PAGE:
What Causes Cystic Fibrosis?
Cystic fibrosis (CF) is a genetic disease caused by a mutation in a gene named the cystic fibrosis transmembrane conductance regulator (CFTR). The inheritance pattern is autosomal recessive. Thus, to have the diagnosis of CF, an individual must have two defective CFTR genes, by inheriting a mutant copy of the CFTR gene from both mother and father. People with a single CFTR mutation are termed “carriers,” and do not have symptoms of CF.
How is Cystic Fibrosis Inherited?
There are about 1,800 different CFTR mutations that can cause CF. The most common mutation is named F508del, and approximately two-thirds of all CFTR mutations worldwide are F508del. While having 2 copies (homozygote) of F508del has historically been associated with severe disease, many of the less common mutations are associated with less severe clinical symptoms. Detailed information about known CFTR mutations is available from scientists at Johns Hopkins University and the Hospital for Sick Children in Toronto, Canada.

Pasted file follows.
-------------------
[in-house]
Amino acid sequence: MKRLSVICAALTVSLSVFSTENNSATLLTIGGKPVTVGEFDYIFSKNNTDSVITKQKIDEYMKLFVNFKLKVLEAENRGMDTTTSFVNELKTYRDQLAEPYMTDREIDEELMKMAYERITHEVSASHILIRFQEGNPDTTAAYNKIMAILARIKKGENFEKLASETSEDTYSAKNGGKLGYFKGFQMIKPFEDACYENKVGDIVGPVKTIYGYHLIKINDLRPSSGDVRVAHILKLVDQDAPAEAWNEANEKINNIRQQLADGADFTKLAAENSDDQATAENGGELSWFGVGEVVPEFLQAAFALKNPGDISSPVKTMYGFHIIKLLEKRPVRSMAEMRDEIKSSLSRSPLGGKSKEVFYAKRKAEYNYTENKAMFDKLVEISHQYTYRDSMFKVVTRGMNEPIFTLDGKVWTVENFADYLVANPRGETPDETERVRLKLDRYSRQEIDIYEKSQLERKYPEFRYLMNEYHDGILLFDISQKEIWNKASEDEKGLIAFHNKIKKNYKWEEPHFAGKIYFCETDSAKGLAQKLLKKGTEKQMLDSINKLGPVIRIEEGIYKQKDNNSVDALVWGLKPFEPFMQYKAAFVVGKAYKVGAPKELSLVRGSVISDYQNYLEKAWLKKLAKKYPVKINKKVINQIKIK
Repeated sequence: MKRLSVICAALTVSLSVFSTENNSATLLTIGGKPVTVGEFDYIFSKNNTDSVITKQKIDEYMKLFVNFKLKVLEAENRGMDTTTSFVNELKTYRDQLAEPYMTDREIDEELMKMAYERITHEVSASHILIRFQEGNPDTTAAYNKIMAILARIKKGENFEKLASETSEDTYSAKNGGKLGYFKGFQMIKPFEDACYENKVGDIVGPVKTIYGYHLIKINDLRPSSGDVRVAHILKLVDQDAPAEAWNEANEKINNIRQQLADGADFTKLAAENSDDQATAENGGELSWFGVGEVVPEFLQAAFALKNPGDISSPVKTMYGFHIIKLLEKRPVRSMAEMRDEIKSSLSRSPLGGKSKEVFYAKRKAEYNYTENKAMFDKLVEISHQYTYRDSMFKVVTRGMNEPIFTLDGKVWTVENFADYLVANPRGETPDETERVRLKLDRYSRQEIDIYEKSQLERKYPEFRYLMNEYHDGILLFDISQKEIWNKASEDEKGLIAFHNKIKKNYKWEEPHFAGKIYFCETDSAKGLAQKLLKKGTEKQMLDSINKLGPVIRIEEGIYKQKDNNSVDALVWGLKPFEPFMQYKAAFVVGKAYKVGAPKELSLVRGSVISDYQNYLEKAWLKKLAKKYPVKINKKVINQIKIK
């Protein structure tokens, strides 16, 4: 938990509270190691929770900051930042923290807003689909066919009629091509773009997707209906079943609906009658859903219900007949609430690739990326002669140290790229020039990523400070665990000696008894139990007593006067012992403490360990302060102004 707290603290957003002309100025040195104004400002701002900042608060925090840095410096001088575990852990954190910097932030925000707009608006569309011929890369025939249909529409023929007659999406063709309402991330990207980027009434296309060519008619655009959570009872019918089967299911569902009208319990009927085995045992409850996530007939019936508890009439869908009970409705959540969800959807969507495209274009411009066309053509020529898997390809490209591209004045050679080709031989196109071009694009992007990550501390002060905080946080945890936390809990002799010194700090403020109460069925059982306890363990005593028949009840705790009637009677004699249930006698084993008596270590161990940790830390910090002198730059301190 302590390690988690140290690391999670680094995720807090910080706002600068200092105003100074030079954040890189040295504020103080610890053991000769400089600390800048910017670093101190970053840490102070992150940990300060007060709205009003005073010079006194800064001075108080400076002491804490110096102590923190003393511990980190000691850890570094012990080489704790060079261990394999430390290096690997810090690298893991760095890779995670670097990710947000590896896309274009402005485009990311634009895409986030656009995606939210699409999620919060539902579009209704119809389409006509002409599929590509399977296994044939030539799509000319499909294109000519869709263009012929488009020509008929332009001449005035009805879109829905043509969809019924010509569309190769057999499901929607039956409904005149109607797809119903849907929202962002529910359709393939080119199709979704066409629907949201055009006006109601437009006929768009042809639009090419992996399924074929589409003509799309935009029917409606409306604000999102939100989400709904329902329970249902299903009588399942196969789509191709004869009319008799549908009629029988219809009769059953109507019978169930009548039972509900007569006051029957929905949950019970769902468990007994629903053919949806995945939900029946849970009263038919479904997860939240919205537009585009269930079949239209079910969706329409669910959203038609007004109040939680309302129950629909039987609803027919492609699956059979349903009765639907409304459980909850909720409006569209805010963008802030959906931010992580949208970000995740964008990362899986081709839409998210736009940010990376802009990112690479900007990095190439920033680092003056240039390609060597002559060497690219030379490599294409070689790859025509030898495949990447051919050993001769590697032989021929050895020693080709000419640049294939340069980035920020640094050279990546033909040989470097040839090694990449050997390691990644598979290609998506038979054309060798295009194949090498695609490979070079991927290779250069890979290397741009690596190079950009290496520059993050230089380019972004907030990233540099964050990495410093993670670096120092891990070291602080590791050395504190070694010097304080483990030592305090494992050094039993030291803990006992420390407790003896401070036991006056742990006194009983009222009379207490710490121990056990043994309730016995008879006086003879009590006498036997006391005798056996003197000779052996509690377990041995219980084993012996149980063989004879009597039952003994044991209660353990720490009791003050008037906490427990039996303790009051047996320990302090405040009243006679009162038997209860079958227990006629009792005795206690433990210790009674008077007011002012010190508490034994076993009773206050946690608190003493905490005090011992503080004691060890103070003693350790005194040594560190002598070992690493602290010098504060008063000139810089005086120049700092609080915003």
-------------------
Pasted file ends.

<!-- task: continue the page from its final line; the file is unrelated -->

The CFTR gene is responsible for the production of the CFTR protein, which is a channel for the passage of salt (sodium and chloride ions) onto the surface of a variety of tissues. The CFTR protein contributes to the normal secretions produced in the airways, pancreatic ducts, sweat ducts, sinuses and bowels. When the CFTR protein is not present, the result is mucus that is unusually thick, dehydrated and sticky. Most of the complications of CF arise from damage to the pancreas and lungs, caused by this abnormal mucus. Later in life, the most significant complications are due to infections that have taken advantage of the damaged lungs and that are often impossible to eradicate.